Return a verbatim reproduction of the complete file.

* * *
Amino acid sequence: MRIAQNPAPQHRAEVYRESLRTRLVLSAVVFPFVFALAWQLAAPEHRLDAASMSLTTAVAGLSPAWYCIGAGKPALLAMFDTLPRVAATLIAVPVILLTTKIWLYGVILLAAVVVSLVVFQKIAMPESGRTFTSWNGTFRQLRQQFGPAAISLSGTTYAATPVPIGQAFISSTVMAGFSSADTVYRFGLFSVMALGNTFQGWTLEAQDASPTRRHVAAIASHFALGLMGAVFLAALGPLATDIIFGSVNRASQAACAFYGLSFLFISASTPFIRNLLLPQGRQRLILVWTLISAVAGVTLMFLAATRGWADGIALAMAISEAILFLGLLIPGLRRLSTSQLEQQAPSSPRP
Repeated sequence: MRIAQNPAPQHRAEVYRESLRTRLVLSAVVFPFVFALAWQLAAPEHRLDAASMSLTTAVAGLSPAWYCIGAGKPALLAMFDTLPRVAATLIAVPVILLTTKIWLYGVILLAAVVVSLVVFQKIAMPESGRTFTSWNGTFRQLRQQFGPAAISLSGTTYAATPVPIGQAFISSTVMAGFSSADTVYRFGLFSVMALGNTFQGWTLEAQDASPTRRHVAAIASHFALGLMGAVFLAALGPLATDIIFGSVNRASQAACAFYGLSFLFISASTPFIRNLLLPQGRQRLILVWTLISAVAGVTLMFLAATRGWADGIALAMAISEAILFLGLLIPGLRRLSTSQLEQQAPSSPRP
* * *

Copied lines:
Amino acid sequence: MRIAQNPAPQHRAEVYRESLRTRLVLSAVVFPFVFALAWQLAAPEHRLDAASMSLTTAVAGLSPAWYCIGAGKPALLAMFDTLPRVAATLIAVPVILLTTKIWLYGVILLAAVVVSLVVFQKIAMPESGRTFTSWNGTFRQLRQQFGPAAISLSGTTYAATPVPIGQAFISSTVMAGFSSADTVYRFGLFSVMALGNTFQGWTLEAQDASPTRRHVAAIASHFALGLMGAVFLAALGPLATDIIFGSVNRASQAACAFYGLSFLFISASTPFIRNLLLPQGRQRLILVWTLISAVAGVTLMFLAATRGWADGIALAMAISEAILFLGLLIPGLRRLSTSQLEQQAPSSPRP
Repeated sequence: MRIAQNPAPQHRAEVYRESLRTRLVLSAVVFPFVFALAWQLAAPEHRLDAASMSLTTAVAGLSPAWYCIGAGKPALLAMFDTLPRVAATLIAVPVILLTTKIWLYGVILLAAVVVSLVVFQKIAMPESGRTFTSWNGTFRQLRQQFGPAAISLSGTTYAATPVPIGQAFISSTVMAGFSSADTVYRFGLFSVMALGNTFQGWTLEAQDASPTRRHVAAIASHFALGLMGAVFLAALGPLATDIIFGSVNRASQAACAFYGLSFLFISASTPFIRNLLLPQGRQRLILVWTLISAVAGVTLMFLAATRGWADGIALAMAISEAILFLGLLIPGLRRLSTSQLEQQAPSSPRP